Invisible light

June 17, 2017

Scientists tell us that only a small spectrum of light is visible to the human eye – what we know as the colors of the rainbow.  Although that seems infinite to us, there are many other kinds of light, like microwaves, and radio waves, and ultra violet, that are not visible but are very present and very active. (click here for an explanation)

The Bible says that “God is light, and in him is no darkness at all.” (1st John 1:5)  When we’re struggling with things like sin or sickness, it may seem that God’s light is invisible, that it’s not reaching the darkness of our problems. Yet, just like those unseen waves mentioned above, the light of Love is ever active bringing comfort and healing.  The Apostle James explains it this way, “Every good gift and every perfect gift is from above, and cometh down from the Father of lights, with whom is no variableness, neither shadow of turning.” (Chapter 1, verse 17)  Those good and perfect gifts are freely given to all, and bring to light whatever needs to be resolved, along with the ability to do it.

Mary Baker Eddy wrote in Science and Health that “as mortals gain more correct views of God and man, multitudinous objects of creation, which before were invisible, will become visible.” (Page 264)  Getting to know God better, learning more about His perfect nature, is the light that reveals the perfect nature of His creation, including man.

Speaking to his followers, Jesus said, “Let your light so shine before men, that they may see your good works, and glorify your Father which is in heaven.” (Matt. 5:16)  He knew that generosity, kindness, and honesty – and many other noble acts – were the reflected light of God’s own goodness.  Although his Heavenly Father may have been invisible, the effect of His love was – and is – always present in many visible ways.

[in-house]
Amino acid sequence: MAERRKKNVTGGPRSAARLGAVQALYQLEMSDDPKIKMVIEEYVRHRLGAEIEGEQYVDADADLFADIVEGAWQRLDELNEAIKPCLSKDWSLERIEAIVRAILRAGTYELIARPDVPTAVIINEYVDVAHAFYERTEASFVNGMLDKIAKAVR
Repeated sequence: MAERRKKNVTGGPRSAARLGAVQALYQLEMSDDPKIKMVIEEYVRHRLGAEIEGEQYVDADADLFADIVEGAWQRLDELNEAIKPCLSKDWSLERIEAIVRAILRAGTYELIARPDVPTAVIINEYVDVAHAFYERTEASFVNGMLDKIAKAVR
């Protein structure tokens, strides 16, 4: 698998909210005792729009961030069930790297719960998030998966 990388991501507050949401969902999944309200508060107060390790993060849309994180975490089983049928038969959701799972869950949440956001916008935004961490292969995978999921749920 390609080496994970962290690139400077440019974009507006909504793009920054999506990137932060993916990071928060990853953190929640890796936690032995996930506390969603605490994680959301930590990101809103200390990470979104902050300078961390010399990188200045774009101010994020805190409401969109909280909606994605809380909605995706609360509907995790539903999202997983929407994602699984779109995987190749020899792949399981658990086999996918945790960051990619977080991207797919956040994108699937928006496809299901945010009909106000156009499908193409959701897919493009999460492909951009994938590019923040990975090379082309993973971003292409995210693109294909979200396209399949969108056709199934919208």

The Psalmist summed it up this way: “In thy light shall we see light.”  (Psalm 36:9)

Melissa Hayden is a Christian Science practitioner in Salem, OR. You can find more information and additional articles at this link.  If you like what you’re reading, click the “add me” button.

I believe in a God who is all powerful good, who doesn’t do evil or know evil.  I believe in a God who loves – whose very being IS love.  I believe in a God who comforts and strengthens and uplifts so that we can stand together and overcome evil – and reach out and comfort and strengthen and uplift those who need it.

The Apostle Paul says “Blessed be God, even the Father of our Lord Jesus Christ, the Father of mercies, and the God of all comfort; Who comforteth us in all our tribulation, that we may be able to comfort them which are in any trouble, by the comfort wherewith we ourselves are comforted of God.” (2nd Cor 1:3,4)

I believe this about God.  And I believe what Jesus said, when sharing what he knew about God with the world “Blessed are they that mourn, for they shall be comforted.”  Jesus knew that God is pure good – of “purer eyes than to behold evil” as the prophet Habakkuk said. (Hab 1:13)  He knew that this goodness is provable and active.  He knew we must refuse to accept evil or act evilly or turn a blind eye to evil.  If we were to do that, we would perpetuate the power of evil.

Let us stand together to break the power of evil.  Let us, with all our hearts and minds and souls, resist evil and do good.  Let us rise above evil and bless and comfort and hold dear all who would do evil or suffer from evil.

Let us be better than evil and prove that evil can be overcome and cast down.

We can.  We must.

Let us start by comforting and strengthening and uplifting those who need it.

And let us forgive.